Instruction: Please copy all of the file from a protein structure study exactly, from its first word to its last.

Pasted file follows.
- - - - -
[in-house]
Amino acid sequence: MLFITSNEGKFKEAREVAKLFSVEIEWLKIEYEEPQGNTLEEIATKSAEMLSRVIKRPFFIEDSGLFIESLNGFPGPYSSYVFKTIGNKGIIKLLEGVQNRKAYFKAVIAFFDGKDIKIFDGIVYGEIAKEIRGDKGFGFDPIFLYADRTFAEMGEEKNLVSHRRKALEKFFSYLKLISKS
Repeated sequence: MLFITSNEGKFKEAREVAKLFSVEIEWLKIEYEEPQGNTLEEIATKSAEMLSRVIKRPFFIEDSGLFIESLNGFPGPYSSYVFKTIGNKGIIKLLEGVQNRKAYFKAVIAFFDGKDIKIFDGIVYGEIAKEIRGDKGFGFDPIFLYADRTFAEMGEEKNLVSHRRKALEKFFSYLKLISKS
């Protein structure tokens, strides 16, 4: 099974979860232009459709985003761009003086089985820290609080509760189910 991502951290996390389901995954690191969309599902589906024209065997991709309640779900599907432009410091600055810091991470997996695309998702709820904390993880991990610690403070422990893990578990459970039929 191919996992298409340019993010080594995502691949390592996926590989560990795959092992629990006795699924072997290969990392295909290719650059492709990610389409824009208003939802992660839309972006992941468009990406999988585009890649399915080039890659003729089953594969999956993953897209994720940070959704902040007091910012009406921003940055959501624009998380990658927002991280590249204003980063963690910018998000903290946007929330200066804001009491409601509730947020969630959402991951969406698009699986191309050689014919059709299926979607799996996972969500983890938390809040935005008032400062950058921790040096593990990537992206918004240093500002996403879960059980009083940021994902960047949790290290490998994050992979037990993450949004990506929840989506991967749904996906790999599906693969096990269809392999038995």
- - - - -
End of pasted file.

[in-house]
Amino acid sequence: MLFITSNEGKFKEAREVAKLFSVEIEWLKIEYEEPQGNTLEEIATKSAEMLSRVIKRPFFIEDSGLFIESLNGFPGPYSSYVFKTIGNKGIIKLLEGVQNRKAYFKAVIAFFDGKDIKIFDGIVYGEIAKEIRGDKGFGFDPIFLYADRTFAEMGEEKNLVSHRRKALEKFFSYLKLISKS
Repeated sequence: MLFITSNEGKFKEAREVAKLFSVEIEWLKIEYEEPQGNTLEEIATKSAEMLSRVIKRPFFIEDSGLFIESLNGFPGPYSSYVFKTIGNKGIIKLLEGVQNRKAYFKAVIAFFDGKDIKIFDGIVYGEIAKEIRGDKGFGFDPIFLYADRTFAEMGEEKNLVSHRRKALEKFFSYLKLISKS
């Protein structure tokens, strides 16, 4: 099974979860232009459709985003761009003086089985820290609080509760189910 991502951290996390389901995954690191969309599902589906024209065997991709309640779900599907432009410091600055810091991470997996695309998702709820904390993880991990610690403070422990893990578990459970039929 191919996992298409340019993010080594995502691949390592996926590989560990795959092992629990006795699924072997290969990392295909290719650059492709990610389409824009208003939802992660839309972006992941468009990406999988585009890649399915080039890659003729089953594969999956993953897209994720940070959704902040007091910012009406921003940055959501624009998380990658927002991280590249204003980063963690910018998000903290946007929330200066804001009491409601509730947020969630959402991951969406698009699986191309050689014919059709299926979607799996996972969500983890938390809040935005008032400062950058921790040096593990990537992206918004240093500002996403879960059980009083940021994902960047949790290290490998994050992979037990993450949004990506929840989506991967749904996906790999599906693969096990269809392999038995």